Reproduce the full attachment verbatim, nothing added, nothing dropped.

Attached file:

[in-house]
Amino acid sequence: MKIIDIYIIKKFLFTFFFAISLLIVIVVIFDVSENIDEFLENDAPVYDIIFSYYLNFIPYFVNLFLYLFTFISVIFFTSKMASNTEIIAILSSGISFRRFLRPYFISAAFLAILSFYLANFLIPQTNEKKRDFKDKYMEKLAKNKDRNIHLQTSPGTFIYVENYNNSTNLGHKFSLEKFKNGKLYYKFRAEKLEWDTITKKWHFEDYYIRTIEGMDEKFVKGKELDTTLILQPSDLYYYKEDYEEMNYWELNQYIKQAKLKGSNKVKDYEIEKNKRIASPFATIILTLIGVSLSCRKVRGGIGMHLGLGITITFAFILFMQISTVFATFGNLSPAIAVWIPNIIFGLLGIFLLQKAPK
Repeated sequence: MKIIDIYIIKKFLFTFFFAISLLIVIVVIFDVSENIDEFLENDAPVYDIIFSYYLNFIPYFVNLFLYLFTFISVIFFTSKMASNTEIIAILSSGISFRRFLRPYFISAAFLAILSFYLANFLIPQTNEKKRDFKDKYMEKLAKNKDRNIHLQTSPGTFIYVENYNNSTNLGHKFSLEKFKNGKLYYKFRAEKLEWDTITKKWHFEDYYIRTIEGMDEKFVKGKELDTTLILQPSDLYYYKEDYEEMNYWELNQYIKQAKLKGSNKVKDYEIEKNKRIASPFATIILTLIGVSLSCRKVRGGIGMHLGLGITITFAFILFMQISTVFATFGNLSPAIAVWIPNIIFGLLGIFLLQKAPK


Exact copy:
[in-house]
Amino acid sequence: MKIIDIYIIKKFLFTFFFAISLLIVIVVIFDVSENIDEFLENDAPVYDIIFSYYLNFIPYFVNLFLYLFTFISVIFFTSKMASNTEIIAILSSGISFRRFLRPYFISAAFLAILSFYLANFLIPQTNEKKRDFKDKYMEKLAKNKDRNIHLQTSPGTFIYVENYNNSTNLGHKFSLEKFKNGKLYYKFRAEKLEWDTITKKWHFEDYYIRTIEGMDEKFVKGKELDTTLILQPSDLYYYKEDYEEMNYWELNQYIKQAKLKGSNKVKDYEIEKNKRIASPFATIILTLIGVSLSCRKVRGGIGMHLGLGITITFAFILFMQISTVFATFGNLSPAIAVWIPNIIFGLLGIFLLQKAPK
Repeated sequence: MKIIDIYIIKKFLFTFFFAISLLIVIVVIFDVSENIDEFLENDAPVYDIIFSYYLNFIPYFVNLFLYLFTFISVIFFTSKMASNTEIIAILSSGISFRRFLRPYFISAAFLAILSFYLANFLIPQTNEKKRDFKDKYMEKLAKNKDRNIHLQTSPGTFIYVENYNNSTNLGHKFSLEKFKNGKLYYKFRAEKLEWDTITKKWHFEDYYIRTIEGMDEKFVKGKELDTTLILQPSDLYYYKEDYEEMNYWELNQYIKQAKLKGSNKVKDYEIEKNKRIASPFATIILTLIGVSLSCRKVRGGIGMHLGLGITITFAFILFMQISTVFATFGNLSPAIAVWIPNIIFGLLGIFLLQKAPK